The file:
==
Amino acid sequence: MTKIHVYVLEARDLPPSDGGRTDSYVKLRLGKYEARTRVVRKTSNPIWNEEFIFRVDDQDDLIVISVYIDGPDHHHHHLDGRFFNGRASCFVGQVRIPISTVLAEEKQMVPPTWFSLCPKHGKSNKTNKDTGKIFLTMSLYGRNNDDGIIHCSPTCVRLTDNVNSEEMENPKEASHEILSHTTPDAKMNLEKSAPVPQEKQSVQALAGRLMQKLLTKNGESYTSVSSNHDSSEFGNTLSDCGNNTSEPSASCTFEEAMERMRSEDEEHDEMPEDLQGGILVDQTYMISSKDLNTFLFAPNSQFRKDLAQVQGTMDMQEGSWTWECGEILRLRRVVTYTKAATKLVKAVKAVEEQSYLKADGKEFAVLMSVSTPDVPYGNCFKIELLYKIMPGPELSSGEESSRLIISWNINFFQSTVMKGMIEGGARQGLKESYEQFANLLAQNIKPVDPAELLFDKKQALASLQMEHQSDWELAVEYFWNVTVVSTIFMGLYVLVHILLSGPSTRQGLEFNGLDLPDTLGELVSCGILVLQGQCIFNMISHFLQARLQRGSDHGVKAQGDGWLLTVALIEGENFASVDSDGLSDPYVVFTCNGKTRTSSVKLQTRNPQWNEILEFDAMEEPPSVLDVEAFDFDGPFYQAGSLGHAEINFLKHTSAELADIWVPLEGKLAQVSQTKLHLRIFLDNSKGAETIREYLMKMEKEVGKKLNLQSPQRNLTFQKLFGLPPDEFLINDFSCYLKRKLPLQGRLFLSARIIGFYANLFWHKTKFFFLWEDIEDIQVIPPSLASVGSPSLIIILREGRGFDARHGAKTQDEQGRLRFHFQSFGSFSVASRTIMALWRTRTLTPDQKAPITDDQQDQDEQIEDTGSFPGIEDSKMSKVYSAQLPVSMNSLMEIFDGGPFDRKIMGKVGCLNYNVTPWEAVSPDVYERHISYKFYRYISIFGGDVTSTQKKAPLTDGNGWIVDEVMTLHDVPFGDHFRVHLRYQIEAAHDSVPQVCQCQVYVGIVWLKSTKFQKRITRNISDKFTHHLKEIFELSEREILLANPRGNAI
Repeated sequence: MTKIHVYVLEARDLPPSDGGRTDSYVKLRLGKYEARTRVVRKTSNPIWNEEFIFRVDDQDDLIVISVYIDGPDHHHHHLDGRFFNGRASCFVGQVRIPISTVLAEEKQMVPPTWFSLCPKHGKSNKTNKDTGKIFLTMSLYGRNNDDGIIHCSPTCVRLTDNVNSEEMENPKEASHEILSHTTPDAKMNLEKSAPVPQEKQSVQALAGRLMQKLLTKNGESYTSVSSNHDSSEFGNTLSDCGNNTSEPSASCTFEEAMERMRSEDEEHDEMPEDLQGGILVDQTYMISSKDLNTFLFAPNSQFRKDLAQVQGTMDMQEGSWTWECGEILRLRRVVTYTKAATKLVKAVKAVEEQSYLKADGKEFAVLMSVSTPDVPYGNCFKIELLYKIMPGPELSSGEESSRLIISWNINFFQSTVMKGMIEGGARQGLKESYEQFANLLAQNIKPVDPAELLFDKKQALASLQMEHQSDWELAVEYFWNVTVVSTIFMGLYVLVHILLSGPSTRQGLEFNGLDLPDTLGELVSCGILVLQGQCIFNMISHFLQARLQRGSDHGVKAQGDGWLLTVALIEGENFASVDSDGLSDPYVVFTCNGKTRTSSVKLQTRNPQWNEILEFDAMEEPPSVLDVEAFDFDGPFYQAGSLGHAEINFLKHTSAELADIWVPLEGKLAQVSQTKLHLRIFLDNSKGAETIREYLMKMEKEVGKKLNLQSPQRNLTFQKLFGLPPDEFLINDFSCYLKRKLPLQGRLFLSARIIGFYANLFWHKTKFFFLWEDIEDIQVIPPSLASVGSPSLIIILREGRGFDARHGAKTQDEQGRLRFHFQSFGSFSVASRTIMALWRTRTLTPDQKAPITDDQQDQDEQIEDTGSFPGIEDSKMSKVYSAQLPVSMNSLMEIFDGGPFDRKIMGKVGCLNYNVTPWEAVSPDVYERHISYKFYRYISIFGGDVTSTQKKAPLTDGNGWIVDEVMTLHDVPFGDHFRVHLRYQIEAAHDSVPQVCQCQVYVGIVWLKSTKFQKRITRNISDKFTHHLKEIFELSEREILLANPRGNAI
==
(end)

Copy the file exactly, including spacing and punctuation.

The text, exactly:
Amino acid sequence: MTKIHVYVLEARDLPPSDGGRTDSYVKLRLGKYEARTRVVRKTSNPIWNEEFIFRVDDQDDLIVISVYIDGPDHHHHHLDGRFFNGRASCFVGQVRIPISTVLAEEKQMVPPTWFSLCPKHGKSNKTNKDTGKIFLTMSLYGRNNDDGIIHCSPTCVRLTDNVNSEEMENPKEASHEILSHTTPDAKMNLEKSAPVPQEKQSVQALAGRLMQKLLTKNGESYTSVSSNHDSSEFGNTLSDCGNNTSEPSASCTFEEAMERMRSEDEEHDEMPEDLQGGILVDQTYMISSKDLNTFLFAPNSQFRKDLAQVQGTMDMQEGSWTWECGEILRLRRVVTYTKAATKLVKAVKAVEEQSYLKADGKEFAVLMSVSTPDVPYGNCFKIELLYKIMPGPELSSGEESSRLIISWNINFFQSTVMKGMIEGGARQGLKESYEQFANLLAQNIKPVDPAELLFDKKQALASLQMEHQSDWELAVEYFWNVTVVSTIFMGLYVLVHILLSGPSTRQGLEFNGLDLPDTLGELVSCGILVLQGQCIFNMISHFLQARLQRGSDHGVKAQGDGWLLTVALIEGENFASVDSDGLSDPYVVFTCNGKTRTSSVKLQTRNPQWNEILEFDAMEEPPSVLDVEAFDFDGPFYQAGSLGHAEINFLKHTSAELADIWVPLEGKLAQVSQTKLHLRIFLDNSKGAETIREYLMKMEKEVGKKLNLQSPQRNLTFQKLFGLPPDEFLINDFSCYLKRKLPLQGRLFLSARIIGFYANLFWHKTKFFFLWEDIEDIQVIPPSLASVGSPSLIIILREGRGFDARHGAKTQDEQGRLRFHFQSFGSFSVASRTIMALWRTRTLTPDQKAPITDDQQDQDEQIEDTGSFPGIEDSKMSKVYSAQLPVSMNSLMEIFDGGPFDRKIMGKVGCLNYNVTPWEAVSPDVYERHISYKFYRYISIFGGDVTSTQKKAPLTDGNGWIVDEVMTLHDVPFGDHFRVHLRYQIEAAHDSVPQVCQCQVYVGIVWLKSTKFQKRITRNISDKFTHHLKEIFELSEREILLANPRGNAI
Repeated sequence: MTKIHVYVLEARDLPPSDGGRTDSYVKLRLGKYEARTRVVRKTSNPIWNEEFIFRVDDQDDLIVISVYIDGPDHHHHHLDGRFFNGRASCFVGQVRIPISTVLAEEKQMVPPTWFSLCPKHGKSNKTNKDTGKIFLTMSLYGRNNDDGIIHCSPTCVRLTDNVNSEEMENPKEASHEILSHTTPDAKMNLEKSAPVPQEKQSVQALAGRLMQKLLTKNGESYTSVSSNHDSSEFGNTLSDCGNNTSEPSASCTFEEAMERMRSEDEEHDEMPEDLQGGILVDQTYMISSKDLNTFLFAPNSQFRKDLAQVQGTMDMQEGSWTWECGEILRLRRVVTYTKAATKLVKAVKAVEEQSYLKADGKEFAVLMSVSTPDVPYGNCFKIELLYKIMPGPELSSGEESSRLIISWNINFFQSTVMKGMIEGGARQGLKESYEQFANLLAQNIKPVDPAELLFDKKQALASLQMEHQSDWELAVEYFWNVTVVSTIFMGLYVLVHILLSGPSTRQGLEFNGLDLPDTLGELVSCGILVLQGQCIFNMISHFLQARLQRGSDHGVKAQGDGWLLTVALIEGENFASVDSDGLSDPYVVFTCNGKTRTSSVKLQTRNPQWNEILEFDAMEEPPSVLDVEAFDFDGPFYQAGSLGHAEINFLKHTSAELADIWVPLEGKLAQVSQTKLHLRIFLDNSKGAETIREYLMKMEKEVGKKLNLQSPQRNLTFQKLFGLPPDEFLINDFSCYLKRKLPLQGRLFLSARIIGFYANLFWHKTKFFFLWEDIEDIQVIPPSLASVGSPSLIIILREGRGFDARHGAKTQDEQGRLRFHFQSFGSFSVASRTIMALWRTRTLTPDQKAPITDDQQDQDEQIEDTGSFPGIEDSKMSKVYSAQLPVSMNSLMEIFDGGPFDRKIMGKVGCLNYNVTPWEAVSPDVYERHISYKFYRYISIFGGDVTSTQKKAPLTDGNGWIVDEVMTLHDVPFGDHFRVHLRYQIEAAHDSVPQVCQCQVYVGIVWLKSTKFQKRITRNISDKFTHHLKEIFELSEREILLANPRGNAI